According to the study, published earlier this week by the Observatory for Religion in the Workplace and the Randstad Institute, the number of religious conflicts in the workplace has doubled in the past year.
Of those questioned, six percent said that religion had caused conflict in the workplace, compared with three percent in 2014, Le Figaro reported.
Meanwhile, almost a quarter of managers (23 percent) said they were regularly confronted with religious issues in the workplace. This is almost double the figure from the previous year, at 12 percent.
Sources of religious conflict included the wearing of religious symbols (17 percent), demanding more flexible working hours (12 percent), requesting time off for religious holidays (19 percent) or refusing to work with a woman (in four percent of cases).
The natures of the conflicts themselves ranged from “accusations of racism and discrimination, the questioning of the legitimacy of the company or the manager to constrain religious practice and the refusal to talk," the report said.
According to the study the rise in religious conflicts is due to a change in employees’ attitudes.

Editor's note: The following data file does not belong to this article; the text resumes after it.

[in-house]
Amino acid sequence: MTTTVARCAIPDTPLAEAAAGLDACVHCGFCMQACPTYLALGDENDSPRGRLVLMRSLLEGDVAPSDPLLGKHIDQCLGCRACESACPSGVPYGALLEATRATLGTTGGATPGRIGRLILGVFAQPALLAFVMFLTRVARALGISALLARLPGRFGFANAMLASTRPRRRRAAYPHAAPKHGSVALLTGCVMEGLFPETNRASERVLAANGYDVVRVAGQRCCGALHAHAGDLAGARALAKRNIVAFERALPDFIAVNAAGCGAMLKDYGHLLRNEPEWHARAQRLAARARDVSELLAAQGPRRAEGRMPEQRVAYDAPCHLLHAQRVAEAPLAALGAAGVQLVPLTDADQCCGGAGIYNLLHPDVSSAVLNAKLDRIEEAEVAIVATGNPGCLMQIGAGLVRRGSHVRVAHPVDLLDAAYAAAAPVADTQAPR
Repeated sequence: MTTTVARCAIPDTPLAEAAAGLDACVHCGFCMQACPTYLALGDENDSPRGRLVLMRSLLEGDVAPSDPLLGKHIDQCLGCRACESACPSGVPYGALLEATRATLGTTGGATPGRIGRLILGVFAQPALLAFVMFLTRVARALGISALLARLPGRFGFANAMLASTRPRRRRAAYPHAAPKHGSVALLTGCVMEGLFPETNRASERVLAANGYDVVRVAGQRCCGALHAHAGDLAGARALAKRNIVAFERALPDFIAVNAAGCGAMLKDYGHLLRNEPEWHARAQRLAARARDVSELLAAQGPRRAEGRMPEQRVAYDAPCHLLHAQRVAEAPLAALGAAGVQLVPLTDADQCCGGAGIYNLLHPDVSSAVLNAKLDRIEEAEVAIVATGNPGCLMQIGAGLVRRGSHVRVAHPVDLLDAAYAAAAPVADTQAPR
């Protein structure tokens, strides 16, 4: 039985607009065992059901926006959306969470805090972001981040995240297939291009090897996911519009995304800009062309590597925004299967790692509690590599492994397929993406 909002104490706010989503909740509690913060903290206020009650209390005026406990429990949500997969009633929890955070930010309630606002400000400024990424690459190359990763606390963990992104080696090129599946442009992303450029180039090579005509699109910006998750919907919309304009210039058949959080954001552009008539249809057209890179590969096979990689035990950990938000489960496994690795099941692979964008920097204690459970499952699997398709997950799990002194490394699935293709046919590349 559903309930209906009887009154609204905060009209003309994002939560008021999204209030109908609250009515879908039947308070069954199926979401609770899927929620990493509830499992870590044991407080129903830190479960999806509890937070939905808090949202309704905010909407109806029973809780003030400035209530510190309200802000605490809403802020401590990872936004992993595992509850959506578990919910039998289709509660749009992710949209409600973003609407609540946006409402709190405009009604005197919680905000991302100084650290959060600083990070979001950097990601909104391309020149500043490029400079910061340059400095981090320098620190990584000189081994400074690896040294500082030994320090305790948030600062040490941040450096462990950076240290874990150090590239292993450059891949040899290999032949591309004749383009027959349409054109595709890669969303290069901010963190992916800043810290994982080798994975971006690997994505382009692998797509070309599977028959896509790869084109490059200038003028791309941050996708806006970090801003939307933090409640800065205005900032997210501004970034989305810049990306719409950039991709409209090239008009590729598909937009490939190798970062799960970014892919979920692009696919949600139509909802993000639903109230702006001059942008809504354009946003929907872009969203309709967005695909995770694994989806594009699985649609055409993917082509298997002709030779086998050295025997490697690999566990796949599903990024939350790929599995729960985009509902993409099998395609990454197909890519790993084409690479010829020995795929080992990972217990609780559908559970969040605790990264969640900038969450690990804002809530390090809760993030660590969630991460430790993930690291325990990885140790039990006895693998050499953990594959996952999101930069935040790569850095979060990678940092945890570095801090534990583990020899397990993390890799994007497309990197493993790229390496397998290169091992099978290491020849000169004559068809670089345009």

“Employees are less hesitant about making requests to their superiors in line with their beliefs and religious practices,” the study said.
In 2010, the wearing of the full Muslim face veil, known as the niqab or buqa was banned in public places and back in 2004 a law was passed prohibiting the wearing or open display of religious symbols in all French schools.
The bans have been challenged in various courts over the years but have so far remained in place.
The issue of whether the ban should be extended to university students and indeed all work places regularly rears its head.
In November 2013 an appeal court in France upheld the decision by a Paris nursery school to sack an assistant who refused to take off her veil at work.
And in July last year the European Court of Human Rights ruled France's ban on the wearing of the full-face veil in public does not violate the human rights of Muslim women. Judges said the law was justified on the grounds of social cohesion.